Girls on the Run® is a positive youth development program which combines an interactive curriculum and running to inspire self respect and healthy lifestyles in pre-teen girls. The core curriculum addresses many aspects of girls’ development – their physical, emotional, mental and social well-being. Lessons provide girls with the tools to make positive decisions and to avoid risky adolescent behaviors.

STRIDE gives boys the opportunity to share and explore issues that they face in school, at sports, in the community and at home. They learn the importance of being a good friend, working as a team, saying no to drugs and making good decisions. STRIDE wants to help boys become young men who KNOW what is right, CARE what is right and DO what is right.

VGCC to hold Bone Marrow Registration events

Vance-Granville Community College, in partnership with the Project Life Movement and the “Save the Fox” campaign, is planning a four-county bone marrow registration drive in October.

Members of the community are invited to join VGCC students, faculty and staff at one of four events being held on each of the college’s campuses: Monday, Oct. 26, from 10 a.m. until 6 p.m. in the student lounge in Building 2 on Main Campus in Vance County; Tuesday, Oct. 27, from 10 a.m. until 6 p.m. in the multi-purpose room on the Franklin County Campus near Louisburg; Wednesday, Oct. 28, from 10 a.m. until 6 p.m. in the seminar room (G1131) on South Campus, located between Creedmoor and Butner; and Thursday, Oct. 29, from 10 a.m. until 6 p.m. in Building 2 on the Warren County Campus in Warrenton.

There will also be a station set up outside on each campus to assist visitors from the community.

At each event, participants will have their cheek swabbed to provide DNA that will enter a growing bone marrow donor registry. The painless registration process takes only a few minutes, but could save a life if a participant turns out to be a match for someone in need of a bone marrow transplant. Such treatments are the only hope for many people diagnosed with leukemia, lymphoma, sickle cell anemia and other blood cancers and diseases. Around 60 percent of those in need of a donation currently cannot find a donor match, according to Project Life, a national movement that started with students at Davidson College and has spread to more than 25 other schools.

Project Life supports a local campaign called “Save the Fox,” named after North Carolina Superior Court Judge Carl Fox of Orange County. Judge Fox was diagnosed with blood cancer in April and needs a bone marrow transplant.

Participants must be between the ages of 18 and 55 and in good health to join the registry. A video from Project Life featuring Carolina Panthers linebacker Luke Kuechly is posted online at  to demonstrate the easy cheek swab process.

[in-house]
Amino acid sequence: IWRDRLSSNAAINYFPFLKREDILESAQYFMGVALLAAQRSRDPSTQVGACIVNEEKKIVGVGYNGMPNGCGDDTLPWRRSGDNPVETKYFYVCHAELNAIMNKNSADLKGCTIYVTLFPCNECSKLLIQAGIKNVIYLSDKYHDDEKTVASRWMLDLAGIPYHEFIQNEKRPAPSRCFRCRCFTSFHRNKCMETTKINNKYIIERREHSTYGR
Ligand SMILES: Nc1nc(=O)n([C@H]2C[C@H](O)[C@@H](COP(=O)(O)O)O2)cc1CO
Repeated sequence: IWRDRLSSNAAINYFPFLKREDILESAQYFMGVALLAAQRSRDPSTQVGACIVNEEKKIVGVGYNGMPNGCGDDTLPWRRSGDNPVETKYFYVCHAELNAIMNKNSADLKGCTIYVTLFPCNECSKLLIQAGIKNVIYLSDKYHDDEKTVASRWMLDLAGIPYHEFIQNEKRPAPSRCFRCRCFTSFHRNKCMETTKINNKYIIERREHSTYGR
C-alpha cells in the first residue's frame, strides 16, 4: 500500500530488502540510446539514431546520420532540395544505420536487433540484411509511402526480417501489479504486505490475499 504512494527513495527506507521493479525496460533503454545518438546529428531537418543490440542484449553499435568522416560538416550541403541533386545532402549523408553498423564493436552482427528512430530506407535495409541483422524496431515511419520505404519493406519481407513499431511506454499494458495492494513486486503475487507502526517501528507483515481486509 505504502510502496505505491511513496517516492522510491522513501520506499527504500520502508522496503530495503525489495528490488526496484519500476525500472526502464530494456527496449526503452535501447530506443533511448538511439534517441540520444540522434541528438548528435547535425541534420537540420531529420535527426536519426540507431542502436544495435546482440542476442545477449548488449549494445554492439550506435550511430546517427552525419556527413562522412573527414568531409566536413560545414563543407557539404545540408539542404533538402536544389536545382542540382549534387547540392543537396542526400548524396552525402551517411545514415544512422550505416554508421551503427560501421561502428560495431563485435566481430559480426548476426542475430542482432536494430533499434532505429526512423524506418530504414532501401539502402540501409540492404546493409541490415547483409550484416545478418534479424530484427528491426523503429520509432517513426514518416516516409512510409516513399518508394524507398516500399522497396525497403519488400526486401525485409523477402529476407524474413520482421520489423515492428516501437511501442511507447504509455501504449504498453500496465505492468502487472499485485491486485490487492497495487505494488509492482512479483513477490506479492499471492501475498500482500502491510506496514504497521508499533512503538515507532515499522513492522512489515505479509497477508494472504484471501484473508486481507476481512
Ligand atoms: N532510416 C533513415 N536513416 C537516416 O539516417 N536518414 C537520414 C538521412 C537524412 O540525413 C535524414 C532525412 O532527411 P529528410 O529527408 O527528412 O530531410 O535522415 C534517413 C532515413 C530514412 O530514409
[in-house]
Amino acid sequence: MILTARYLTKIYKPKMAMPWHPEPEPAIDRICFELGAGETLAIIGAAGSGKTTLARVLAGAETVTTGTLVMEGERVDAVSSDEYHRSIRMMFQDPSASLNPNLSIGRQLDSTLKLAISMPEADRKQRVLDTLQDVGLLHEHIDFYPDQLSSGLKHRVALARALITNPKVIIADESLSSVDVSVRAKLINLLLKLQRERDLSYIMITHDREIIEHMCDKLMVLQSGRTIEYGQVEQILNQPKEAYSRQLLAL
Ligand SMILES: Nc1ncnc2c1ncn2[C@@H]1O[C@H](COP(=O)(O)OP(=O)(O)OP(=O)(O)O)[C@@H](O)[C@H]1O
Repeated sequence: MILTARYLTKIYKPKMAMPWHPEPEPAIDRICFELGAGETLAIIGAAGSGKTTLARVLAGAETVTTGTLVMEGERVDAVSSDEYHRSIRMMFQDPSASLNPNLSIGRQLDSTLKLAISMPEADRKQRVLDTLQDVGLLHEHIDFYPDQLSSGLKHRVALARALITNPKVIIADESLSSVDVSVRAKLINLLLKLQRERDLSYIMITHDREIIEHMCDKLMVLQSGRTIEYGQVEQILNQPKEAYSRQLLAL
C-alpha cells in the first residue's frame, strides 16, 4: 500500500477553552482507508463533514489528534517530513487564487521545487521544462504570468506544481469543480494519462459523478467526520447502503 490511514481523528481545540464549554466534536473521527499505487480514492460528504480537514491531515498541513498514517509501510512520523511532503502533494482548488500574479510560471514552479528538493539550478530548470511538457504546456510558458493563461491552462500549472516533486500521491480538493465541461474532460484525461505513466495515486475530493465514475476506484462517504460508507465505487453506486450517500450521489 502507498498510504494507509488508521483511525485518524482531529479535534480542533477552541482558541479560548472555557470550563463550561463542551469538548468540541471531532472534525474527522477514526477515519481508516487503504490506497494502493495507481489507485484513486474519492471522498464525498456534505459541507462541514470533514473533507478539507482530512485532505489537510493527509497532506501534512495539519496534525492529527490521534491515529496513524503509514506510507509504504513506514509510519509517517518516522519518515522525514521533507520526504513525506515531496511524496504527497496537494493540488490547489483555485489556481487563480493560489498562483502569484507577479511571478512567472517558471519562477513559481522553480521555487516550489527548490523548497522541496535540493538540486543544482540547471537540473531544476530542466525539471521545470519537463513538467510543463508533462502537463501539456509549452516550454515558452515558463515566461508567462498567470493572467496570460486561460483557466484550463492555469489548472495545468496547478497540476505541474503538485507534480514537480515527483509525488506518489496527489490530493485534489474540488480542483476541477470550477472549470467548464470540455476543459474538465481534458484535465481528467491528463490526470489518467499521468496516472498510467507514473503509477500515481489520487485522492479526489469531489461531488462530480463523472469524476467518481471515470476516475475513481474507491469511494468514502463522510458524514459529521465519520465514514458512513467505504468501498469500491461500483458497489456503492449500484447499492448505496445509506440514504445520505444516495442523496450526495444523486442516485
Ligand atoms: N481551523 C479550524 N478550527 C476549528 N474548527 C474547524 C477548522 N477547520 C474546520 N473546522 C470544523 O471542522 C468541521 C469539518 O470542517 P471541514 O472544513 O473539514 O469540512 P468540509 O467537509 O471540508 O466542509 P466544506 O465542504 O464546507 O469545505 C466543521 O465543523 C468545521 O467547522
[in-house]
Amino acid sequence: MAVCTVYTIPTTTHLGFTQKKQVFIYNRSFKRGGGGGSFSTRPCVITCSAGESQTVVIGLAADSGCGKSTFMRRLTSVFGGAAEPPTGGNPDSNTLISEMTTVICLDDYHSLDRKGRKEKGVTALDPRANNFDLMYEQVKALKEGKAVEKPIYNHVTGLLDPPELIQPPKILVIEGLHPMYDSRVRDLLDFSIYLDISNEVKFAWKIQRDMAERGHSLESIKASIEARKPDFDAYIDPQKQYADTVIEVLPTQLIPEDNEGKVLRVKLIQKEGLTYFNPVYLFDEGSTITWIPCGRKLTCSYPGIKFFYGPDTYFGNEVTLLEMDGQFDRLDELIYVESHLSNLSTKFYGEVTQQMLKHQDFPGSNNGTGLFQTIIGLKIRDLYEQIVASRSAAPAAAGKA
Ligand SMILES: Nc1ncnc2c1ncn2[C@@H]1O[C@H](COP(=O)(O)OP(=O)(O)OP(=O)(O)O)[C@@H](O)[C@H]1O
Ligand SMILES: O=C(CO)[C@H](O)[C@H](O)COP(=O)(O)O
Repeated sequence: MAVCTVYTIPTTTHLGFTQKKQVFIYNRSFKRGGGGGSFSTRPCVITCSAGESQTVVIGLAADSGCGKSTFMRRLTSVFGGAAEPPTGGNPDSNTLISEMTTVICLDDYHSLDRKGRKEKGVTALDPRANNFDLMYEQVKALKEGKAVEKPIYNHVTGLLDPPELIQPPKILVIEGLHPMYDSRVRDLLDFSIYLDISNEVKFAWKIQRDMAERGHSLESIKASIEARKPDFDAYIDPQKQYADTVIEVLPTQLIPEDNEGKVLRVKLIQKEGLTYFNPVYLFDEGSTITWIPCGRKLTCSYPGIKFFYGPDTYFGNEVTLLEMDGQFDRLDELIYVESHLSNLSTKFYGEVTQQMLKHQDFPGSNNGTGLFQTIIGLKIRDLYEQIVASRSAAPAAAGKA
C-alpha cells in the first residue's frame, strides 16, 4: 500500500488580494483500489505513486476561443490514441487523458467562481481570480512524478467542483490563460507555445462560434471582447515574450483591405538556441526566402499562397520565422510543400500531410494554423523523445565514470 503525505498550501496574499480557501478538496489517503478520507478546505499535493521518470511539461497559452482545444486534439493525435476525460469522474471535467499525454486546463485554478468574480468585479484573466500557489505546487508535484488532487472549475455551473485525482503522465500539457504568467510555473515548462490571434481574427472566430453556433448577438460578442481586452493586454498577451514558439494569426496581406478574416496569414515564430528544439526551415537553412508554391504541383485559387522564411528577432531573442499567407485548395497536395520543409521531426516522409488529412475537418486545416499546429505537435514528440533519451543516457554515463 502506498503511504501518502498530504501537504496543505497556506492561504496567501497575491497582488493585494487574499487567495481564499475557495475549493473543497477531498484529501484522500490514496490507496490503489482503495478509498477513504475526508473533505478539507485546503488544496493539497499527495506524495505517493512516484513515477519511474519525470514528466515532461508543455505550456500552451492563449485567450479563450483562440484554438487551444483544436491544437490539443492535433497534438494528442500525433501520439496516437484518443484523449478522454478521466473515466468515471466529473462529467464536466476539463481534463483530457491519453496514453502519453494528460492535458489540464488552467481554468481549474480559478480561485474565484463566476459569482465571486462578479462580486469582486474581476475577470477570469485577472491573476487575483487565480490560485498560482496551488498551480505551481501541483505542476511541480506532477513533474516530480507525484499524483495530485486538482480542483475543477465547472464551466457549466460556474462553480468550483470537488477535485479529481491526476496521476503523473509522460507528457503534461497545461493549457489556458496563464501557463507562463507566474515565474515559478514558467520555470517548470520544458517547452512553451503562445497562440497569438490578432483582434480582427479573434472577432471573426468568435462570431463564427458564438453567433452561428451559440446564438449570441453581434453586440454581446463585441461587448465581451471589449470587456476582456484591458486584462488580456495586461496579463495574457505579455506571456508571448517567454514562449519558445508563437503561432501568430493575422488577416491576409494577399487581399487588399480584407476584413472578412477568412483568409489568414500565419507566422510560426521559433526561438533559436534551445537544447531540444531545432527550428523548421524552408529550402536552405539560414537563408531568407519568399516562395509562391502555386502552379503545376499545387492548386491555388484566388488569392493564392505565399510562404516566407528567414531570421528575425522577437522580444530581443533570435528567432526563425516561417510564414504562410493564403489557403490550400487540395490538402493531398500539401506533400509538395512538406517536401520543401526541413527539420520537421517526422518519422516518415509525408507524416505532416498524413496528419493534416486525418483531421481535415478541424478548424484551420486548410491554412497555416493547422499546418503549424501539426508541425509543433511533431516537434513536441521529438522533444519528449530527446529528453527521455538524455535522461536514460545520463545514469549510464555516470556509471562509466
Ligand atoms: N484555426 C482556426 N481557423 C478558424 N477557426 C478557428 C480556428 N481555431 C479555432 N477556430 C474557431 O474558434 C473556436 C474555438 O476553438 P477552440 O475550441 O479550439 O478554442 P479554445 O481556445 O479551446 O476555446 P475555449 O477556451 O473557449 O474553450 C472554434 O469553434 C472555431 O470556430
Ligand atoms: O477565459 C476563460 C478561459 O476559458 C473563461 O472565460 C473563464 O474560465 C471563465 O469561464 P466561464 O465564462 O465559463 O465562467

“We are excited that students are taking the initiative on this drive,” said VGCC academic & career coach Seletha Pherribo, who is helping to organize the events. Nicholas Kemp of Franklinton, a Radiography student, is coordinating the drive at the college’s South Campus, while Associate Degree Nursing student Erica Medlin of Oxford is coordinating it on Main Campus. Medical Assisting students at VGCC’s Franklin Campus are taking the lead there. The Student Government Association and other student organizations will also be supporting the effort. “We hope to make this an annual tradition at VGCC, and register as many members of our community as possible,” Pherribo added. “As the ‘Save the Fox’ campaign says, ‘together, we can save lives.’”

For more information, contact Seletha Pherribo at (252) 738-3518 or or Dr. David S. Lindsay at (828) 772-0365 or

Anyone who is unable to attend one of the VGCC events but wants to join the registry can find more information at

Alzheimer’s Caregivers

If you are:

  • A family or professional caregiver of a dementia patient
  • A member of the clergy, a student, or a volunteer desiring dementia education
  • A professional in need of 5 Continuing Education Units
  • A person with a desire to learn more about Alzheimer’s Disease and other types of dementia

Alzheimer’s Conference Schedule

Sign up for the 8th Annual Alzheimer’s Caregiver Education Conference to be held at Vance-Granville Community College in the Civic Center on Thursday, October 15, 2015 from 8am-4pm.  Lunch will be served.

For more information, please contact Melissa Catlett at Kerr-Tar Regional Council of Governments at 252-436-2040, or Lisa Levine at Alzheimer’s North Carolina, Inc. at 800-228-8738.




As a group, southern states tend to lead the pack when it comes to being significantly overweight or, in technical terms, obese.

Arkansas is by far the leader in adult obesity with a trend line that is only rivaled by Mississippi.  Arkansas’ obesity rate is 35.9% with Mississippi at 35.5%, based on 2014 data.

North Carolina is in the middle of the pack, with an obesity rate of 29.7% in 2014.

Obesity in North Carolina:

  •    Year       % of Population       US Ranking
  •    1990                 12.3                            9th
  •    1995                 16.3                          12th
  •    2000                 20.9                           11th
  •    2005                 24.7                           17th